Clean Eating: What do studies report?

With the vast amount of information available at our fingertips and the increased purchased power within the last few decades, consumers are starting to make more educated decisions regarding their diets. This has result in myriad types of diets aimed to benefit different people with different needs. One of these diets would be a clean eating diet.

What is clean eating?

Over the last decade, the clean eating movement has exploded in popularity. There is no precise definition of clean eating, despite the fact that many individuals are committing to it in order to get healthy and reduce weight.

In general, clean eating entails selecting foods that are both natural and nutritious. Foods that are devoid of additives, preservatives, and refined or processed components fall under this category.

Although the word was probably coined with good intentions, the lack of clarity around it leaves it open to interpretation, which might lead to overuse. As a result, many people have misconceptions or misunderstandings about what clean eating is. Another result would be a large range of what is considered “clean eating”, a less restricted method would be to simply incorporate more whole fruits and vegetables, whereas a stricter version would be to completely foods containing dairy, gluten and even sugar.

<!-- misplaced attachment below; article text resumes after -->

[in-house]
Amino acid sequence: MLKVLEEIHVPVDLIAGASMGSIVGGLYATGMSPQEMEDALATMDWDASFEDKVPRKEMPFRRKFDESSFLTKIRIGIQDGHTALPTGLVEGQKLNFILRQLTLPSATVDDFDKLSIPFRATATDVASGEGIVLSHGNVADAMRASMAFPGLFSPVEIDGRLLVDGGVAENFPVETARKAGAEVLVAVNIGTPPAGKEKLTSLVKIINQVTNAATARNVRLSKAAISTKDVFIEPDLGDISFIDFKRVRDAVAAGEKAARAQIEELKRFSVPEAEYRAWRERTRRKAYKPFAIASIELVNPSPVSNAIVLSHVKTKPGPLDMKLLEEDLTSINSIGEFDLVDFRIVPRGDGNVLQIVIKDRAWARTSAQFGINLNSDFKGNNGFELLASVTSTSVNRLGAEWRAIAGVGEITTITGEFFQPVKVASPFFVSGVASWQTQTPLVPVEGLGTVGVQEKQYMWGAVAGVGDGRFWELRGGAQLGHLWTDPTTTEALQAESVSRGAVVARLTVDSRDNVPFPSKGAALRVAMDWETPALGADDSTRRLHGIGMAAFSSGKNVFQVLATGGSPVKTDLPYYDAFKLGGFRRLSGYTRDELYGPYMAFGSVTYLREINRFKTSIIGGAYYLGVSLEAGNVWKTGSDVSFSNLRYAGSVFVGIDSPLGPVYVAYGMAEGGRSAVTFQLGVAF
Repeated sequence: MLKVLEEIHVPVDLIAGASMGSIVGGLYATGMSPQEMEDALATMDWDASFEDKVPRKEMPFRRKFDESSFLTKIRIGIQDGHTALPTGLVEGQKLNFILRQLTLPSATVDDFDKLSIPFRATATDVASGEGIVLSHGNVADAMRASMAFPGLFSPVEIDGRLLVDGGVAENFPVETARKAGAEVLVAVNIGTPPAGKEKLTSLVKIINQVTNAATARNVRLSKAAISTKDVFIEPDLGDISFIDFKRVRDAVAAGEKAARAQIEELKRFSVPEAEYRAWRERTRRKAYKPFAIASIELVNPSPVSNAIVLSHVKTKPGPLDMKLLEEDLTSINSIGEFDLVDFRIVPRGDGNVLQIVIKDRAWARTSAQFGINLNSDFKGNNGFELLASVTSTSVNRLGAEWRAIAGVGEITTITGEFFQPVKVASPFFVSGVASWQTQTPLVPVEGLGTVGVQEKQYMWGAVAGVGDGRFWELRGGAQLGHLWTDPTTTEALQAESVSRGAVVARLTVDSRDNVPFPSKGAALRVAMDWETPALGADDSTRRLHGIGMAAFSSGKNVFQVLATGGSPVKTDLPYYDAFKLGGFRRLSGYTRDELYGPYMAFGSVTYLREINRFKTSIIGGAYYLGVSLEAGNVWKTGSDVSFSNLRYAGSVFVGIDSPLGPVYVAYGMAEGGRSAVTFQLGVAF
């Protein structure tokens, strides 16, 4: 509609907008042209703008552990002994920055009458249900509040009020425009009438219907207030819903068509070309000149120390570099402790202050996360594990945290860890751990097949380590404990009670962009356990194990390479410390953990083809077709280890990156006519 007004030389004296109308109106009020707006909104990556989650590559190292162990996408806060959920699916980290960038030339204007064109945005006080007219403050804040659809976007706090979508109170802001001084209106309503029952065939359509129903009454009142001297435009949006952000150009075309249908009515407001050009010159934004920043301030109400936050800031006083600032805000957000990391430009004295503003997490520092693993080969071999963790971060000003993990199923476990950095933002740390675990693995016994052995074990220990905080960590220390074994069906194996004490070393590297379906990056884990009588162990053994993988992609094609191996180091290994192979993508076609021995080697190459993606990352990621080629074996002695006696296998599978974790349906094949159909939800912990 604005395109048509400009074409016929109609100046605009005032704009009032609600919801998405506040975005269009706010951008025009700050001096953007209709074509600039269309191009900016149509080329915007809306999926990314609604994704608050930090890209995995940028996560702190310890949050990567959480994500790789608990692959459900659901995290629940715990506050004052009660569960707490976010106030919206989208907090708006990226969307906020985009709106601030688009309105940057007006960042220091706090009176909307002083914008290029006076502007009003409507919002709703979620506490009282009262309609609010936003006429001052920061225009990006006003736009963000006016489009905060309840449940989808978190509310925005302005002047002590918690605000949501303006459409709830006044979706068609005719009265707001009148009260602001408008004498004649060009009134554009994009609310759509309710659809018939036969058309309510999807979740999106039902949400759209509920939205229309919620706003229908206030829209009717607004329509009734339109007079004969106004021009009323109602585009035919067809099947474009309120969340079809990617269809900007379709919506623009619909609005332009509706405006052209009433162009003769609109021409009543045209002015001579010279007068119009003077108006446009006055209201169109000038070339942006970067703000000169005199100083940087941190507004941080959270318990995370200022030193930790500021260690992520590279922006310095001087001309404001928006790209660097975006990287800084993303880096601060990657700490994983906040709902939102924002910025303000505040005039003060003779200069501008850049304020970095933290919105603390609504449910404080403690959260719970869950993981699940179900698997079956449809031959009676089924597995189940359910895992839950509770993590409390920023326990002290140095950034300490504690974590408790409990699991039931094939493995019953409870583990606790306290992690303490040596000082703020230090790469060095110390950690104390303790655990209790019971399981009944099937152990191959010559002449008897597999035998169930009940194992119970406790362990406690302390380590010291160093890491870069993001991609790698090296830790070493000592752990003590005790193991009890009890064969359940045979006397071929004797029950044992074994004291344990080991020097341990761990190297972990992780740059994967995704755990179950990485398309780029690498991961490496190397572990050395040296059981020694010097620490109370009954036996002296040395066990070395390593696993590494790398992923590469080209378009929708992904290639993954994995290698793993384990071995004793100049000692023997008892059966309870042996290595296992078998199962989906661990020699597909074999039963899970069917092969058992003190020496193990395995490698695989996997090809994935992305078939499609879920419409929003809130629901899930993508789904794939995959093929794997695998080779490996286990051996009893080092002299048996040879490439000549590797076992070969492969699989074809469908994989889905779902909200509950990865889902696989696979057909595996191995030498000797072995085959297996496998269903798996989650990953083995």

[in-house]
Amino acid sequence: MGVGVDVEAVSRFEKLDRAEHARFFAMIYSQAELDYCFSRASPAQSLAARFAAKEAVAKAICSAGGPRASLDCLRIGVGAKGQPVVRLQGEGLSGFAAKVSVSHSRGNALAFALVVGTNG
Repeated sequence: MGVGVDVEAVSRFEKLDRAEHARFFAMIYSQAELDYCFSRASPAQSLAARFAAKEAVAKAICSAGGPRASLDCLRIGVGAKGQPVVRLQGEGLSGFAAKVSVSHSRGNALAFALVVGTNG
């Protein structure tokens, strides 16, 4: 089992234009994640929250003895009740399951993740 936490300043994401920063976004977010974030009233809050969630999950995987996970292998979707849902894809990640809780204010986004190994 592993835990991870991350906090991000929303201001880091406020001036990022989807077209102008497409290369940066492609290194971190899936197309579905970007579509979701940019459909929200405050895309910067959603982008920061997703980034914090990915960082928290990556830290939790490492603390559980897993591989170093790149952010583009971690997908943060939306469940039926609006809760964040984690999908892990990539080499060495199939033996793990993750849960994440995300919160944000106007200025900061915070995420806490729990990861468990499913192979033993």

How could I benefit from clean eating?

A clean diet can help you lose weight by reducing salt, sugary drinks, and ultra-processed foods. It is already well understood that foods high sugar or salt can cause problems like obesity, high blood pressure and even tooth decay. By adopting a clean eating diet, you can circumvent these problems as you steer clear of these types of foods.

Clean eating, which comprises a nutrient-dense diet rich in whole grains, fruits, vegetables, nuts, and healthy protein, can fully fuel the body while also promoting general health and weight management.

While there are no scientific studies linking clean eating to health advantages, there is evidence that eating a balanced diet, which clean eaters often shun, is linked to chronic illness.

What are some possible problems associated with clean eating?

Some research has shown that clean eating can lead to severe dietary restriction, vitamin deficits, and the loss of social interactions.

The lack of clarity regarding dietary guidelines in the clean eating movement can lead to people labelling certain foods as “bad” and others as “excellent” without adequate evidence to back up their claims.

Individuals are under pressure to eat a specific manner, which can lead to a dangerous fixation with healthy eating. In extreme case, those overly obsessed with a clean eating might end up developing disorders like orthorexia nervosa which is strict and often unhealthy avoidance of foods often perceived to be unhealthy such as food that contain additives of any sort.

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